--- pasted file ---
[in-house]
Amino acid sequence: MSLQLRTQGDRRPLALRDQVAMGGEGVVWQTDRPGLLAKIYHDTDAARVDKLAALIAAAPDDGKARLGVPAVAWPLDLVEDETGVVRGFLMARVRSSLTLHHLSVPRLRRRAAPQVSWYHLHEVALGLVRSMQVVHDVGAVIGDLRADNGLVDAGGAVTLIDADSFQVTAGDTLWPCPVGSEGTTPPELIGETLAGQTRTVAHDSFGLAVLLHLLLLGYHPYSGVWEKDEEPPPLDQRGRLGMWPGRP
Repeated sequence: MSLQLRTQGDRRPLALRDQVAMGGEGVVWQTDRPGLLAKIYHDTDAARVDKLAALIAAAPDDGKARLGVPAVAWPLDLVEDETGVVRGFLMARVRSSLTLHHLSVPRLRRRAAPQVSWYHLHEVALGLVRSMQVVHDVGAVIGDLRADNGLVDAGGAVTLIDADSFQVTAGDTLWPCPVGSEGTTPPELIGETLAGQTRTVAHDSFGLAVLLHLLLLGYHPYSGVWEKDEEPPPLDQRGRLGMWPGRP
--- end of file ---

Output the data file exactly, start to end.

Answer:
[in-house]
Amino acid sequence: MSLQLRTQGDRRPLALRDQVAMGGEGVVWQTDRPGLLAKIYHDTDAARVDKLAALIAAAPDDGKARLGVPAVAWPLDLVEDETGVVRGFLMARVRSSLTLHHLSVPRLRRRAAPQVSWYHLHEVALGLVRSMQVVHDVGAVIGDLRADNGLVDAGGAVTLIDADSFQVTAGDTLWPCPVGSEGTTPPELIGETLAGQTRTVAHDSFGLAVLLHLLLLGYHPYSGVWEKDEEPPPLDQRGRLGMWPGRP
Repeated sequence: MSLQLRTQGDRRPLALRDQVAMGGEGVVWQTDRPGLLAKIYHDTDAARVDKLAALIAAAPDDGKARLGVPAVAWPLDLVEDETGVVRGFLMARVRSSLTLHHLSVPRLRRRAAPQVSWYHLHEVALGLVRSMQVVHDVGAVIGDLRADNGLVDAGGAVTLIDADSFQVTAGDTLWPCPVGSEGTTPPELIGETLAGQTRTVAHDSFGLAVLLHLLLLGYHPYSGVWEKDEEPPPLDQRGRLGMWPGRP